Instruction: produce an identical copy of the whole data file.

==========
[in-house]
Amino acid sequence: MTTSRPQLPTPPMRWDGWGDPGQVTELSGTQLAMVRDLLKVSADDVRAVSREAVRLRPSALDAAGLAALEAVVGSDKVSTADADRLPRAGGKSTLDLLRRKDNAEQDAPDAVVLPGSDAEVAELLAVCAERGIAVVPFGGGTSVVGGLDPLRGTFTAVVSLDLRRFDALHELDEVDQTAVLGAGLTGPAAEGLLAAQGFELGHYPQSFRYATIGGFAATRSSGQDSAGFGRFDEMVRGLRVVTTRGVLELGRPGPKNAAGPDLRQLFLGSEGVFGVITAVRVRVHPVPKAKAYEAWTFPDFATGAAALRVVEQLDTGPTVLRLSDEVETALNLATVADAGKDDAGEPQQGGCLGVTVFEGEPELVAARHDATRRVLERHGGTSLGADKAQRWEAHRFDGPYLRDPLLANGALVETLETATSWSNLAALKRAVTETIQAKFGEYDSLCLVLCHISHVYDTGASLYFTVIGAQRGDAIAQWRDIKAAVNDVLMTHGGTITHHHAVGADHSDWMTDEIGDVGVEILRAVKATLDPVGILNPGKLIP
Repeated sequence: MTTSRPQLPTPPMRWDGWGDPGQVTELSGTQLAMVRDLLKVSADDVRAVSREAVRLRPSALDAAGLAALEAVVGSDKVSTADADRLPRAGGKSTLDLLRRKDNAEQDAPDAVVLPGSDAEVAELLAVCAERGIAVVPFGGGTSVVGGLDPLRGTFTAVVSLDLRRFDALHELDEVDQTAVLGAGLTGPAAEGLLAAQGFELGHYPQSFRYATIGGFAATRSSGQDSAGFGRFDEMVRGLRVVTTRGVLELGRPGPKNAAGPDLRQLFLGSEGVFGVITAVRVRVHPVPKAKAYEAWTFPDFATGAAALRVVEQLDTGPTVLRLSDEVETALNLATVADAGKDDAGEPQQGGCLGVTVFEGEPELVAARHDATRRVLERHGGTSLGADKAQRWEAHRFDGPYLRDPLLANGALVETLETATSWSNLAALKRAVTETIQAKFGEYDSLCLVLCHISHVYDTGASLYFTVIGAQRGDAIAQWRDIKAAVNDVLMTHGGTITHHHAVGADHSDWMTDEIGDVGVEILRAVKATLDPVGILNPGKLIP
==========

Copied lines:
[in-house]
Amino acid sequence: MTTSRPQLPTPPMRWDGWGDPGQVTELSGTQLAMVRDLLKVSADDVRAVSREAVRLRPSALDAAGLAALEAVVGSDKVSTADADRLPRAGGKSTLDLLRRKDNAEQDAPDAVVLPGSDAEVAELLAVCAERGIAVVPFGGGTSVVGGLDPLRGTFTAVVSLDLRRFDALHELDEVDQTAVLGAGLTGPAAEGLLAAQGFELGHYPQSFRYATIGGFAATRSSGQDSAGFGRFDEMVRGLRVVTTRGVLELGRPGPKNAAGPDLRQLFLGSEGVFGVITAVRVRVHPVPKAKAYEAWTFPDFATGAAALRVVEQLDTGPTVLRLSDEVETALNLATVADAGKDDAGEPQQGGCLGVTVFEGEPELVAARHDATRRVLERHGGTSLGADKAQRWEAHRFDGPYLRDPLLANGALVETLETATSWSNLAALKRAVTETIQAKFGEYDSLCLVLCHISHVYDTGASLYFTVIGAQRGDAIAQWRDIKAAVNDVLMTHGGTITHHHAVGADHSDWMTDEIGDVGVEILRAVKATLDPVGILNPGKLIP
Repeated sequence: MTTSRPQLPTPPMRWDGWGDPGQVTELSGTQLAMVRDLLKVSADDVRAVSREAVRLRPSALDAAGLAALEAVVGSDKVSTADADRLPRAGGKSTLDLLRRKDNAEQDAPDAVVLPGSDAEVAELLAVCAERGIAVVPFGGGTSVVGGLDPLRGTFTAVVSLDLRRFDALHELDEVDQTAVLGAGLTGPAAEGLLAAQGFELGHYPQSFRYATIGGFAATRSSGQDSAGFGRFDEMVRGLRVVTTRGVLELGRPGPKNAAGPDLRQLFLGSEGVFGVITAVRVRVHPVPKAKAYEAWTFPDFATGAAALRVVEQLDTGPTVLRLSDEVETALNLATVADAGKDDAGEPQQGGCLGVTVFEGEPELVAARHDATRRVLERHGGTSLGADKAQRWEAHRFDGPYLRDPLLANGALVETLETATSWSNLAALKRAVTETIQAKFGEYDSLCLVLCHISHVYDTGASLYFTVIGAQRGDAIAQWRDIKAAVNDVLMTHGGTITHHHAVGADHSDWMTDEIGDVGVEILRAVKATLDPVGILNPGKLIP